f lhe clock work mechanism is' so arranged and regulated vas to cause the reflector frame carried Kby the trolleys to move in unison with the transverse movement of the sun so thatlits rays will always strike the reflecting surfaces at'the same angle in so far as the transverse movement of the sun is concerned but it is necessary in order to maintain a4 constant relation between the relecting surfaces and thesun that an adjustment other than that caused by the rotation of the refleeting mem'ber as a whole,'shall be eected. In order toaccomplish such an adjustment the 'crank arms 19 are connected together bar 22 having pins 23 extending into the slots in said crank arms.



, bar is slidably supported in a bracket 24 carried on one of the pivotal bars 16. A rotatable spindle is journaled in a bracket arm 26 secured to the lower end of one of the vertical bars 6 and upon this spindle is secured an eccentric 27 the surface of which is adapted to engage a roller pin 28 secured to the bar 22. The spindle 25 is rotated by a suitable belt 29 passing around the wheel 30 carried on the spindle and the Iwheel 31 mounted upon the spindle 32 driven by the Worm wheel of the trolley. The gear ratio of the worm and'wheel andthe wheels 30` and 31 is such as to follow the rise of the sun from the horizon toward the zenith to maintain a constant focus. The maximum ,movementof theecmeridian and the subsequent motion moves the reflectors to maintain the constant focus as the reflector travels around the track- Vway l.

`eccentric may be rotated upon the inner eccentric thereby effecting a difference in the throw, or tilting of the reflecting members.

Atv the focal center of the circular trackway I provide astand 34 having a column 35 rising from one end thereof and upon this column is rotatably mounted a small steam generator 36. This generator is preferably of rectangular form and water is fed to the bottom thereof by a pipe 37 leading upwardly throughr the standard and connected by a rotatable joint.

An insulating casing 38 surrounds the generator 36 said casing having an opening in the side facing the reflector member through which the convergent rays are directed.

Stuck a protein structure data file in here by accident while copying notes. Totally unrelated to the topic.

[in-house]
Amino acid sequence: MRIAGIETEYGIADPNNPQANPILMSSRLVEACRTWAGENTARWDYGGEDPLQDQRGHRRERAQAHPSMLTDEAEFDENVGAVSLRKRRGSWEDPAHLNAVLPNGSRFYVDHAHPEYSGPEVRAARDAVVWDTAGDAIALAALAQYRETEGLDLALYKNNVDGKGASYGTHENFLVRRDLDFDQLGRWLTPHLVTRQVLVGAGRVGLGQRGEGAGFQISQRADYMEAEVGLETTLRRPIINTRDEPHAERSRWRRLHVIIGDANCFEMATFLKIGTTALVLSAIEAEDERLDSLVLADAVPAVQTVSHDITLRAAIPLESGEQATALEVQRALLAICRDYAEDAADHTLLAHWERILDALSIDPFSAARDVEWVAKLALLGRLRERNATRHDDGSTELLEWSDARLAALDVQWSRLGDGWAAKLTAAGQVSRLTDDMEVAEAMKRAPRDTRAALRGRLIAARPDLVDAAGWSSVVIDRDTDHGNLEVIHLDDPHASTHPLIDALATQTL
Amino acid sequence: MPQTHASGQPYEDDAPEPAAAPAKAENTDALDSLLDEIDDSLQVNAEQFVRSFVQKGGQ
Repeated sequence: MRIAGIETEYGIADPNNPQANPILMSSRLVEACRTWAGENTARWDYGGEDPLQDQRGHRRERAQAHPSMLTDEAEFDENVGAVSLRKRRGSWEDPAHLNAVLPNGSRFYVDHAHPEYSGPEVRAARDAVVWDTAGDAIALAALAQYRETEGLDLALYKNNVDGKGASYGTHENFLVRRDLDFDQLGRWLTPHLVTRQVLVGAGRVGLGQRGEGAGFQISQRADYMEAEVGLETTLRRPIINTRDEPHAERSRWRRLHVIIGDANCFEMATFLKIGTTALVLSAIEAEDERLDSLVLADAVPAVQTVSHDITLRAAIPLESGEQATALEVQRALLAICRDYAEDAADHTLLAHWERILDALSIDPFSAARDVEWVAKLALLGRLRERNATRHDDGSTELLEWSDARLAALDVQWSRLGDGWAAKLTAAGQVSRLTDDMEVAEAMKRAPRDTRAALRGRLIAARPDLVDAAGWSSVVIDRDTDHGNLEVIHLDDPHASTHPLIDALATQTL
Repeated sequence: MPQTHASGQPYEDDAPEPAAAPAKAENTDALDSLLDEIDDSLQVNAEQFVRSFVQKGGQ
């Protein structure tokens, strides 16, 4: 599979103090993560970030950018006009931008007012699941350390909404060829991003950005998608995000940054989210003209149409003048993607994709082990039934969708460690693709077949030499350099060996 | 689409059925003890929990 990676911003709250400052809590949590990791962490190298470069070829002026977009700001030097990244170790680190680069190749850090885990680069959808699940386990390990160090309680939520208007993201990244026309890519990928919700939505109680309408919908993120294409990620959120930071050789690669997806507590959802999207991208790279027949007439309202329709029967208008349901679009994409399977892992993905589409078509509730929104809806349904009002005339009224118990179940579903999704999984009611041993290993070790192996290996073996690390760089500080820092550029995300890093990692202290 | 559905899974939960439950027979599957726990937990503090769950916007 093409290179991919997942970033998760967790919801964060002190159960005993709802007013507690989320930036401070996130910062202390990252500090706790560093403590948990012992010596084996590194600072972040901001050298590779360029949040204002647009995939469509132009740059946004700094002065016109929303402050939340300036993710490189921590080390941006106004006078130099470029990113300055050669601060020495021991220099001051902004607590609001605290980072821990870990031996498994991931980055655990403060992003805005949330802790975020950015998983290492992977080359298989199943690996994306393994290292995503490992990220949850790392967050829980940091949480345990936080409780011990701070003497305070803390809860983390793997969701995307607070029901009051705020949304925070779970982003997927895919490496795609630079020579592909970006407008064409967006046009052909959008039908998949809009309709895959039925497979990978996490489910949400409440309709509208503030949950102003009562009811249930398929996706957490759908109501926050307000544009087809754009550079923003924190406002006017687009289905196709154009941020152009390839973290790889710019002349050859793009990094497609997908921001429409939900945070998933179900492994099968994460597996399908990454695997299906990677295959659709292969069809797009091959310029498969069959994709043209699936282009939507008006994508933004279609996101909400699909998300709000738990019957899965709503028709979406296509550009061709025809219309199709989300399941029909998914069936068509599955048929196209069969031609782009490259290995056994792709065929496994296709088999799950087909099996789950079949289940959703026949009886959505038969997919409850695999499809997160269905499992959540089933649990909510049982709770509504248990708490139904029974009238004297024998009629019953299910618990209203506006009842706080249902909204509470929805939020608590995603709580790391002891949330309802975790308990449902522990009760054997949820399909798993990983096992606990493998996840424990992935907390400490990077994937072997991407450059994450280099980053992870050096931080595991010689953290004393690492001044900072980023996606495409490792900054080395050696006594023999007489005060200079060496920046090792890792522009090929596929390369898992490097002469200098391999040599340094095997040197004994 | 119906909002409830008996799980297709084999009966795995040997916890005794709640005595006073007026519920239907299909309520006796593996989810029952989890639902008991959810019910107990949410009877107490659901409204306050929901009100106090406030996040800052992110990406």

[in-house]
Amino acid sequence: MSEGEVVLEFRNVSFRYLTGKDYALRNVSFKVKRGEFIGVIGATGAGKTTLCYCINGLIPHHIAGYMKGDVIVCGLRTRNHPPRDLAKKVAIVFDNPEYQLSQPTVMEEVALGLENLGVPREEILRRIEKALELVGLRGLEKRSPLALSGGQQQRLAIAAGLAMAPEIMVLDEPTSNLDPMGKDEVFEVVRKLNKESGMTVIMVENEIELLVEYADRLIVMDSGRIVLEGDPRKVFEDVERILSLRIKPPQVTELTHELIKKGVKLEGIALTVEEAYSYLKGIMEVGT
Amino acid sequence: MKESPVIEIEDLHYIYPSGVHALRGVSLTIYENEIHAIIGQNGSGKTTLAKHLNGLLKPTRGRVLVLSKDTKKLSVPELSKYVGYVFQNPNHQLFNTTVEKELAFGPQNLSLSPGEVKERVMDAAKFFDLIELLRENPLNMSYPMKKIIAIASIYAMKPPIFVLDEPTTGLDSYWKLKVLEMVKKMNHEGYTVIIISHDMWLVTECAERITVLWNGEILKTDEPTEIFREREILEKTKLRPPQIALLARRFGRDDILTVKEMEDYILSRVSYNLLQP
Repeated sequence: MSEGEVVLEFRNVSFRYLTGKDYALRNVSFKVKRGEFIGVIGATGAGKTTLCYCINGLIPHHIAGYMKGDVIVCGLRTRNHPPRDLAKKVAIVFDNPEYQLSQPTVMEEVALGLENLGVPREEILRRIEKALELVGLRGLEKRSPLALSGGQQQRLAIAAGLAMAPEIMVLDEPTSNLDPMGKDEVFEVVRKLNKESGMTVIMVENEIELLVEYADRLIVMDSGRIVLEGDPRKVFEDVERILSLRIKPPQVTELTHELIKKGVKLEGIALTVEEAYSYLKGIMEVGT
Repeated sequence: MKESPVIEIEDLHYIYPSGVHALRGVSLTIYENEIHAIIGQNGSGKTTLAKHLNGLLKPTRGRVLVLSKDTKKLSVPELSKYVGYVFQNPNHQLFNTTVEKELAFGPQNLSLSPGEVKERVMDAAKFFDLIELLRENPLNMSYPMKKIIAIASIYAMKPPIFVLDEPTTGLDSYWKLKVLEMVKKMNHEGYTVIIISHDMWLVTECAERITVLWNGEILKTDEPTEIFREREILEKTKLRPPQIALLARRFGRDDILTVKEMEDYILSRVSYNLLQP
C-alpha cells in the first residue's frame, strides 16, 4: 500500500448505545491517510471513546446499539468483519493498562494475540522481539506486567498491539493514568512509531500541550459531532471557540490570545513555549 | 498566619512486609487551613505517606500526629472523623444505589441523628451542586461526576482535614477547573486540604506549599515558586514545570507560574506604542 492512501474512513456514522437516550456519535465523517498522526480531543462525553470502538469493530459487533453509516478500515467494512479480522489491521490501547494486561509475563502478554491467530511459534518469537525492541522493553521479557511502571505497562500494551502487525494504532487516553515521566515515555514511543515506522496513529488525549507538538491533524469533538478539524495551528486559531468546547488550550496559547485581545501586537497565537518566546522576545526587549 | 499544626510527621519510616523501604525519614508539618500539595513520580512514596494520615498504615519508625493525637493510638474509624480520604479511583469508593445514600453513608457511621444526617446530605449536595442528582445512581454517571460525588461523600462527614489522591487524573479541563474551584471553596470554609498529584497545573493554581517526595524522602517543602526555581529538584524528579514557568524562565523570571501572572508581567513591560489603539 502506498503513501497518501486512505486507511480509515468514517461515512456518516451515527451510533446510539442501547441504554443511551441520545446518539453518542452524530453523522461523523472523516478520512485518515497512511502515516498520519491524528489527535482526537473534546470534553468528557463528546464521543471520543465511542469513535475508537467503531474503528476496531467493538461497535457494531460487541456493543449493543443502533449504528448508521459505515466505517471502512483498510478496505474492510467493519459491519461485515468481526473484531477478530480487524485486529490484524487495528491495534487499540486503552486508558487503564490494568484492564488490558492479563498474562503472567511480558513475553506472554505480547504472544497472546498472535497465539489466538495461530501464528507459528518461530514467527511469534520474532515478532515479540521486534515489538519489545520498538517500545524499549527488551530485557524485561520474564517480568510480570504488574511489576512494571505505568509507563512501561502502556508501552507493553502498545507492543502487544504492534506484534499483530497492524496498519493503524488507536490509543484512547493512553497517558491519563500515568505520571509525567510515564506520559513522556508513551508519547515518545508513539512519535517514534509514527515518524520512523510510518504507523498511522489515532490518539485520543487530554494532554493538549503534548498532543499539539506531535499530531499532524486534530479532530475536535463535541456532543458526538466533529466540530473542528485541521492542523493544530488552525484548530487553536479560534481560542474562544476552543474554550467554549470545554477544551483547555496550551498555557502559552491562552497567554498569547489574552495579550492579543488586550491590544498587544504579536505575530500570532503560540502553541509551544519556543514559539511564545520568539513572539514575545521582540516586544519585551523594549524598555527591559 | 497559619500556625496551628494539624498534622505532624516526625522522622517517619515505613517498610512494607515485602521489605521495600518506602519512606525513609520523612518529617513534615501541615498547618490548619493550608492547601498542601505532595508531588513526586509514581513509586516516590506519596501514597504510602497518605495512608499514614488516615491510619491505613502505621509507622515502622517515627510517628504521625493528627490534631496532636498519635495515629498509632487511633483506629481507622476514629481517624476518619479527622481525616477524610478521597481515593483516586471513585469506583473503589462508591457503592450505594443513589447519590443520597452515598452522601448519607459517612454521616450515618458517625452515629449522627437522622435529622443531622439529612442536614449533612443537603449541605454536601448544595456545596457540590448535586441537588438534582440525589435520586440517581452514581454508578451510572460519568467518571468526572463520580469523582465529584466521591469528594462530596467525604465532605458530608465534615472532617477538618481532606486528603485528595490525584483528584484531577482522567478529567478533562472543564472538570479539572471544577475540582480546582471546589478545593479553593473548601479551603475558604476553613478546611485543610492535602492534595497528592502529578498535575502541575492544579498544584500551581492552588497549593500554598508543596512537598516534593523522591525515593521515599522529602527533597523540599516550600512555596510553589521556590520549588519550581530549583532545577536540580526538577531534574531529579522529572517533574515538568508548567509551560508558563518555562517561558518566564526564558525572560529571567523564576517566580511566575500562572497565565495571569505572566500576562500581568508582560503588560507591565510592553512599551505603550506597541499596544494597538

A steam pipe 39 is connected by a rotatable joint to the top of the generator. The steam generated is conveyed to a suitable steam turbine 40 mounted upon the base of f the stand 34 and the exhaust, is carried through the pipe 41 to a suitable condenser here shown as a ooil 42.

The condensed water is taken from the condenser and returned to the water pipe 37 by a suitable pump 43, said pump being o erated by steam carried thereto through t e pipe 39.

The steam turbine is preferably coupled to an electro-generator 45 toproducethe power which may be transmitted wherever desired. Y

The insulating casing of the generator 36 is connected by rods 46 to the vertical bars 6 so that as the reflector moves around the circular frame in following the sun the generator lis turned on its pivot and maintains a constant relation with the reflector member.

ment of the sun from easttowest, means operatively connected with the means for moving the reflector member on said trackway for operating the reflector-member to follow the upward and downward movement of the sun, and a power generator unit arcentrio is reached as the sun crosses theI ranged at the focal point of they reflector member and adapted to generate power from the heat of the rays focussed thereon.

2. A solarmotor comprising an elevated circular trackway, a pair of trolleys each formed with a grooved wheel running on said trackway and supporting a frame, elec` trically operated ratchet mechanism for rotating said trolley wheels, a reflector member suspended from said trolleys, means operated through the movement of the trolleys for mechanically adjusting the reflector member to follow the up and 'down movement of the sun and a power generator arranged at the focal point of said reflector member.

3. A solar motorcomprising, a circular trackway, a pair of trolleys sup-ported on said trackway, electrical time controlled means for moving said trolleys, a plurality of rodsl extending across said frame, individual reflector member secured to said rods, means operated from the movement of said trolleys around the circular trackway for rotating said rods and tilting the' reflector member, and a steam generator arranged at the focal point of the reflector member.

4. A solar motor comprising, a circular trackway, a pair of trolleys supported on said trackway, time controlled means for moving said trolleys on said trackway, a frame suspended from said trolleys, a plurality of rods extending across said frame,

individual reflector members secured to said rods, crank arms connected to the ends of said rodsa bar connected to said crank arms, an eccentric adapted to operate said bar and said crank arms, and means for rotating said eccentric in a definite ratio to the travel of the trolleys around said track-` L way, and a power generator arranged at the t Wheel, a Worm rotating withl said Wheel, a